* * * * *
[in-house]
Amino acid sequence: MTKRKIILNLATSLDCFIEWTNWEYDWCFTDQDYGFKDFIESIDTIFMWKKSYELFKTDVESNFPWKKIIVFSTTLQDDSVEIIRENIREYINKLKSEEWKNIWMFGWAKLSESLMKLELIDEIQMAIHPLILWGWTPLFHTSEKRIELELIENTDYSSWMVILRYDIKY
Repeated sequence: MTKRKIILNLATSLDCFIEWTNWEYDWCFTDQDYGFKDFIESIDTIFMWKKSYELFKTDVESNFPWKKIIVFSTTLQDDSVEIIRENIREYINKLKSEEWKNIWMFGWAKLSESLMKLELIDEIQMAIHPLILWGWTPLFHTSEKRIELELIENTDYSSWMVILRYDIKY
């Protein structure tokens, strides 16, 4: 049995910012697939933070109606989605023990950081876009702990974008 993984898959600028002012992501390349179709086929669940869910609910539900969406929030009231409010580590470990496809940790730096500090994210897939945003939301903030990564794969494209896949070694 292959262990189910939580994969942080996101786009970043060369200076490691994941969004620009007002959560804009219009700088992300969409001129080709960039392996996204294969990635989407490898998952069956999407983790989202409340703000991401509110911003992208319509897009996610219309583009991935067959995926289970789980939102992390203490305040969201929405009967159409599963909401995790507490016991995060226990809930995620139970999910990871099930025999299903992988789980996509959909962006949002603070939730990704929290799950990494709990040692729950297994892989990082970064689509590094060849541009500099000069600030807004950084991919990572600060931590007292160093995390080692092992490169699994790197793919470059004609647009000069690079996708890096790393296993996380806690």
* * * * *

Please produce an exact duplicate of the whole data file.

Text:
[in-house]
Amino acid sequence: MTKRKIILNLATSLDCFIEWTNWEYDWCFTDQDYGFKDFIESIDTIFMWKKSYELFKTDVESNFPWKKIIVFSTTLQDDSVEIIRENIREYINKLKSEEWKNIWMFGWAKLSESLMKLELIDEIQMAIHPLILWGWTPLFHTSEKRIELELIENTDYSSWMVILRYDIKY
Repeated sequence: MTKRKIILNLATSLDCFIEWTNWEYDWCFTDQDYGFKDFIESIDTIFMWKKSYELFKTDVESNFPWKKIIVFSTTLQDDSVEIIRENIREYINKLKSEEWKNIWMFGWAKLSESLMKLELIDEIQMAIHPLILWGWTPLFHTSEKRIELELIENTDYSSWMVILRYDIKY
């Protein structure tokens, strides 16, 4: 049995910012697939933070109606989605023990950081876009702990974008 993984898959600028002012992501390349179709086929669940869910609910539900969406929030009231409010580590470990496809940790730096500090994210897939945003939301903030990564794969494209896949070694 292959262990189910939580994969942080996101786009970043060369200076490691994941969004620009007002959560804009219009700088992300969409001129080709960039392996996204294969990635989407490898998952069956999407983790989202409340703000991401509110911003992208319509897009996610219309583009991935067959995926289970789980939102992390203490305040969201929405009967159409599963909401995790507490016991995060226990809930995620139970999910990871099930025999299903992988789980996509959909962006949002603070939730990704929290799950990494709990040692729950297994892989990082970064689509590094060849541009500099000069600030807004950084991919990572600060931590007292160093995390080692092992490169699994790197793919470059004609647009000069690079996708890096790393296993996380806690």